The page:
Vitamin D is unique also, because it functions as a prohormone. Vitamin D appears to have effects on our immune function. It has been postulated to play a role in spread of influenza. With the lack of vitamin D synthesis in the cold winter regions as one explanation for high rates of influenza infection during the winter. Low levels of vitamin D appear to be a risk factor for tuberculosis also, and historically, it was used as a treatment. Adequate vitamin D may also be associated with healthy hair follicle growth cycles, here are some good  common dietary sources of vitamin D:

  • Catfish, 85 g (3 oz) provides 425 IU 
  • Salmon, 100 g (3.5 oz) provides 360 IU
  • Mackerel, 100 g (3.5 oz), provides 345 IU 
  • Sardines, in oil, 50 g (1.75 oz), provides 250 IU 
  • Tuna, canned in oil, 100 g (3.5 oz), provides 235 IU 
  • A large egg 60 g provides 20 IU  
  • Beef, 100 g (3.5 oz), provides 15 IU 
  • Mollusks, oysters etc. per 1/2 doz. provides 941 IU 
  • Cows milk, 8oz glass provides 241IU 
  • Mushrooms, 1oz. white provides 164IU 
  • Butter, 100g (3.5 oz) provides 60 IU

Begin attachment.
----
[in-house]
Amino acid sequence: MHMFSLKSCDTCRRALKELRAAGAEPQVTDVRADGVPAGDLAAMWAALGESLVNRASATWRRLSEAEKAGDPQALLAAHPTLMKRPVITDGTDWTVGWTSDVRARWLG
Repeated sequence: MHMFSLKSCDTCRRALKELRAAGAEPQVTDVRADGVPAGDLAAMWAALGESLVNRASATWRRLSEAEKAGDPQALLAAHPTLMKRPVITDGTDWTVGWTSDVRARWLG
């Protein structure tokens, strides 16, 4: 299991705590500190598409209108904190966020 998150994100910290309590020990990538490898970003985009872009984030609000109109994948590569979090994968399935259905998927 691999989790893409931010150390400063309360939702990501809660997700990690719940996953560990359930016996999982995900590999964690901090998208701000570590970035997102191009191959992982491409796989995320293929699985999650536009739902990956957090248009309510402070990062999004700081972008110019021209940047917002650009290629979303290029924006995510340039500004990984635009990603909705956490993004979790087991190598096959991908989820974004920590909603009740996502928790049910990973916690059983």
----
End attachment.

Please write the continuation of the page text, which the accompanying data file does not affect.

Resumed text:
The amounts contained in these foods are certainly valuable, but they are not satisfactory for a healthy immune system. Most vegetarians  don't even eat most of these foods. They can opt for fortified foods that are enriched with vitamin D. A recent study conducted by researchers from the University of Minnesota found that overweight people have better success in losing weight when their vitamin D levels are increased. Dr. Shalamar Sibley, the researcher who headed the study, placed 38 obese men and women on a diet program and discovered that those whose vitamin D levels were increased lost up to a  pound more than those who followed the diet plan only. Vitamin D, in conjunction with calcium and sunlight, helps to properly assimilate food and regulate normal blood sugar levels. When there is a lack of calcium, oftentimes due to a vitamin D deficiency, the body increases production of synthase, a fatty acid enzyme that coverts calories into fat. Calcium deficiency can cause synthase production to increase by up to 500%, explaining the correlation between low levels of vitamin D and obesity. Another clinical study conducted in April of 2000 revealed that patients who were bound to wheelchairs because of chronic fatigue and body weakness became mobile after just six weeks of supplementation with 50,000 IU of vitamin D per week. There's surprising new evidence that older women who skimp on foods rich in vitamin D are more likely to develop breast cancer, according to Frank Garland, Ph.D., of the Department of Community and Family Medicine at the University of California at San Diego. He claims that out of every 100 women who might get breast cancer, 50 of them can avoid breast cancer by simply getting adequate levels of vitamin D in their body, and that's available free of charge through sensible exposure to natural sunlight.